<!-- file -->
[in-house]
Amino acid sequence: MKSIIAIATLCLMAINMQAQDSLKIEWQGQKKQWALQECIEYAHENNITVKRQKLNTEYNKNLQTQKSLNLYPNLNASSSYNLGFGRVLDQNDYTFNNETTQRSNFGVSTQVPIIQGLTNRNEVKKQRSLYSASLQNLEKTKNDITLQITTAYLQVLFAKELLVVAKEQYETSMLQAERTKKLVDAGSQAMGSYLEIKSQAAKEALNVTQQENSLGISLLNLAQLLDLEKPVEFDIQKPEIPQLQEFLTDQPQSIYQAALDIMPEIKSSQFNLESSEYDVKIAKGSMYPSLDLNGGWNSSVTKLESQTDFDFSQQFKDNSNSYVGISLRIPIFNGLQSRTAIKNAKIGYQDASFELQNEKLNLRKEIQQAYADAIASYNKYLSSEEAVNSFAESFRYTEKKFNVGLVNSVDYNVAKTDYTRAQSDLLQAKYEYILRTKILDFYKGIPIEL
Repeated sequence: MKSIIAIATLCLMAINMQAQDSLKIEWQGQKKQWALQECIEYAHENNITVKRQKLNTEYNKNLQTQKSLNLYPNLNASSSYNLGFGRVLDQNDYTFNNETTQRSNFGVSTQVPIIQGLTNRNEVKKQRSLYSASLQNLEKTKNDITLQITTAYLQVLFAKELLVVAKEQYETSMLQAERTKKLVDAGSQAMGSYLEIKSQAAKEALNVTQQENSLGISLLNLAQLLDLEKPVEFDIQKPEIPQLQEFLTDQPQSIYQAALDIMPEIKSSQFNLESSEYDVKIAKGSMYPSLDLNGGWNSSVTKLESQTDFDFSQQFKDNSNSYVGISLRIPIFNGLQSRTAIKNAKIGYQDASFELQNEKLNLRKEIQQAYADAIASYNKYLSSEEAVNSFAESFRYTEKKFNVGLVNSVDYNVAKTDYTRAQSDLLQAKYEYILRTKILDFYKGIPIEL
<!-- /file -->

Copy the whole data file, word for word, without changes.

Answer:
[in-house]
Amino acid sequence: MKSIIAIATLCLMAINMQAQDSLKIEWQGQKKQWALQECIEYAHENNITVKRQKLNTEYNKNLQTQKSLNLYPNLNASSSYNLGFGRVLDQNDYTFNNETTQRSNFGVSTQVPIIQGLTNRNEVKKQRSLYSASLQNLEKTKNDITLQITTAYLQVLFAKELLVVAKEQYETSMLQAERTKKLVDAGSQAMGSYLEIKSQAAKEALNVTQQENSLGISLLNLAQLLDLEKPVEFDIQKPEIPQLQEFLTDQPQSIYQAALDIMPEIKSSQFNLESSEYDVKIAKGSMYPSLDLNGGWNSSVTKLESQTDFDFSQQFKDNSNSYVGISLRIPIFNGLQSRTAIKNAKIGYQDASFELQNEKLNLRKEIQQAYADAIASYNKYLSSEEAVNSFAESFRYTEKKFNVGLVNSVDYNVAKTDYTRAQSDLLQAKYEYILRTKILDFYKGIPIEL
Repeated sequence: MKSIIAIATLCLMAINMQAQDSLKIEWQGQKKQWALQECIEYAHENNITVKRQKLNTEYNKNLQTQKSLNLYPNLNASSSYNLGFGRVLDQNDYTFNNETTQRSNFGVSTQVPIIQGLTNRNEVKKQRSLYSASLQNLEKTKNDITLQITTAYLQVLFAKELLVVAKEQYETSMLQAERTKKLVDAGSQAMGSYLEIKSQAAKEALNVTQQENSLGISLLNLAQLLDLEKPVEFDIQKPEIPQLQEFLTDQPQSIYQAALDIMPEIKSSQFNLESSEYDVKIAKGSMYPSLDLNGGWNSSVTKLESQTDFDFSQQFKDNSNSYVGISLRIPIFNGLQSRTAIKNAKIGYQDASFELQNEKLNLRKEIQQAYADAIASYNKYLSSEEAVNSFAESFRYTEKKFNVGLVNSVDYNVAKTDYTRAQSDLLQAKYEYILRTKILDFYKGIPIEL